In the recent annual NATO summit meeting in Riga, Latvia, and before it, in many of the statements of commanders dealing with Afghanistan, three dominant themes have informed their deliberations: first, Afghanistan is a very important country and the security of the world and surrounding regions in the new century would depend on how it is rebuilt, made secure and stabilised. One cannot disagree with this prognosis and the likely implications of the failure of the international coalition in Afghanistan.
The second important subject of discussion is that NATO needs more forces on the ground to combat the surging tide of the Taliban. There are already 32,000 NATO troops in Afghanistan. In addition, the United States operates 11,000 troops outside the NATO command for logistics and anti-terrorism purposes. It seems, for good reasons, that some of the NATO member-states are not willing to send more troops to Afghanistan because it is a high-risk combat theatre and so far the results of military operations there have not been too positive or visible.
Facing reluctance on the part of NATO countries to the idea of more troops, the alliance commanders have sought the dropping off of restrictions on the deployment of troops to combat zones in the south and east of the country. They have secured an agreement in the Riga meeting on calling troops from other countries present in Afghanistan into combat zones from the areas of their regular deployment. In emergencies and in volatile areas, the US, British and the Netherlands forces have done most of the fighting. While this policy may give the commanders some flexibility and increase their troop strength to an optimal level, it hardly presents a long-term or realistic solution to the growing insurgency.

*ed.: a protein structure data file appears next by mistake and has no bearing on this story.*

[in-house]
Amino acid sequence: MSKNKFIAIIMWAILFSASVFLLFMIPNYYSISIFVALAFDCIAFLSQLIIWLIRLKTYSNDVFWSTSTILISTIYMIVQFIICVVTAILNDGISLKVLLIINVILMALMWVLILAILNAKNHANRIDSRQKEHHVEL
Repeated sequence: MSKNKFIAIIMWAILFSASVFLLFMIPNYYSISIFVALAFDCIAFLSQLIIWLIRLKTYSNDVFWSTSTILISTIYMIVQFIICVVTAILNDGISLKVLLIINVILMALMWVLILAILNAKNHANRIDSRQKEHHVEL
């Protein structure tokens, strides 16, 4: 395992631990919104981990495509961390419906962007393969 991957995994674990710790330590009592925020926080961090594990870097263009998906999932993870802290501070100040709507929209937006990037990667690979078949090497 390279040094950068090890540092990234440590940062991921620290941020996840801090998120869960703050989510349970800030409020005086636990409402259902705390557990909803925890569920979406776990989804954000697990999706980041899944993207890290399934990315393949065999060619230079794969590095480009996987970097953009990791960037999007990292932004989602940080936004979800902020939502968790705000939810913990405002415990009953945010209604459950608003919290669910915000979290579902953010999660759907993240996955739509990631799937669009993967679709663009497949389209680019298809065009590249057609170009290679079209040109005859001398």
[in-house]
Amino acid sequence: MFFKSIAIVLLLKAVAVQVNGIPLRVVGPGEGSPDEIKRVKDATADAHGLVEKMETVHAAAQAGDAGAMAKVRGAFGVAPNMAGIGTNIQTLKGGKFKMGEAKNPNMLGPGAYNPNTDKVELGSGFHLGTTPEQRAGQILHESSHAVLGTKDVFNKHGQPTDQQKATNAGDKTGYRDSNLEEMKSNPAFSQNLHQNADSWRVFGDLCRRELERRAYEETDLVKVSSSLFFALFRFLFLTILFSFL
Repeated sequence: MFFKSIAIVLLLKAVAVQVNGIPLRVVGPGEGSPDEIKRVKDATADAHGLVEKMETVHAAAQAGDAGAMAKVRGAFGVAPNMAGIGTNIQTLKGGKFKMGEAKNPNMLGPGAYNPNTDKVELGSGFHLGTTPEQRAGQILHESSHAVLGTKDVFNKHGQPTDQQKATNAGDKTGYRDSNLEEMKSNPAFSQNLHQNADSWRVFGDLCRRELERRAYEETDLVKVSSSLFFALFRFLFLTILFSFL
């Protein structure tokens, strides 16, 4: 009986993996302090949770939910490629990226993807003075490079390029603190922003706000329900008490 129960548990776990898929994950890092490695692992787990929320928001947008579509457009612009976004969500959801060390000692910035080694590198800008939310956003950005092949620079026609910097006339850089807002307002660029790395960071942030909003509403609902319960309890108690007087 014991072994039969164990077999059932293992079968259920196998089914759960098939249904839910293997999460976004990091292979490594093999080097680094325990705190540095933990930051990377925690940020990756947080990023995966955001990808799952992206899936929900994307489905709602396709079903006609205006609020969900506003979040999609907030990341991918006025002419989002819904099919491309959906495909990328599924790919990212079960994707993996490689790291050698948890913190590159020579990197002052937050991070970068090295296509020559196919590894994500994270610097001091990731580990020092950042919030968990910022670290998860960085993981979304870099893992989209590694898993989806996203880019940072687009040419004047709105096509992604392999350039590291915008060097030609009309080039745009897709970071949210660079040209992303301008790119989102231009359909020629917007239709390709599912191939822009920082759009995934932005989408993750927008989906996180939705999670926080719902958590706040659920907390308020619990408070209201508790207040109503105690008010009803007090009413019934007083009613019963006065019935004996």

NATO needs to focus on a three-pronged strategy to stabilise Afghanistan. First and foremost it needs to address the issue of Pashtun alienation. There has been good progress on the Pashtun representation in the power structure since the parliamentary elections, but more needs to be done. The perception among the Pashtun about the power-shift in favour of Tajiks and other groups persists and that is not a good political sign. Secondly, NATO must focus with greater commitment on the reconstruction programmes and the revival of legal economy. Unfortunately, drug production and trafficking have increased at alarming rates, providing the insurgents with resources and local support for the protection they provide to the poppy cultivators. This also demonstrates the failure of the international agencies in providing alternative sources of livelihood to the people who seem to have fallen back on the old practice of drug production.
Third, and in my view the most important and effective way of stabilising Afghanistan, would be peace talks and agreements with the Pashtun tribal leaders and those Taliban who are willing to come to the negotiating table.
The American-led war in Iraq has had demonstrable political and psychological effects on the situation in Afghanistan. As the US approaches the endgame in Iraq, it must focus on Afghanistan, wiser with the lessons learnt in the course of the Iraq tragedy. One of the lessons that one can learn from Iraq, which now teeters on the brink of disintegration, is that different social groups locked in a power struggle need outside help to evolve institutions and political consensus to live in harmony.
Afghanistan has also become divided along ethnic lines, and may face the same fate if the US and NATO forces fail in their avowed mission of nation and state building.
The author is a professor of Political Science at the Lahore University of Management Sciences.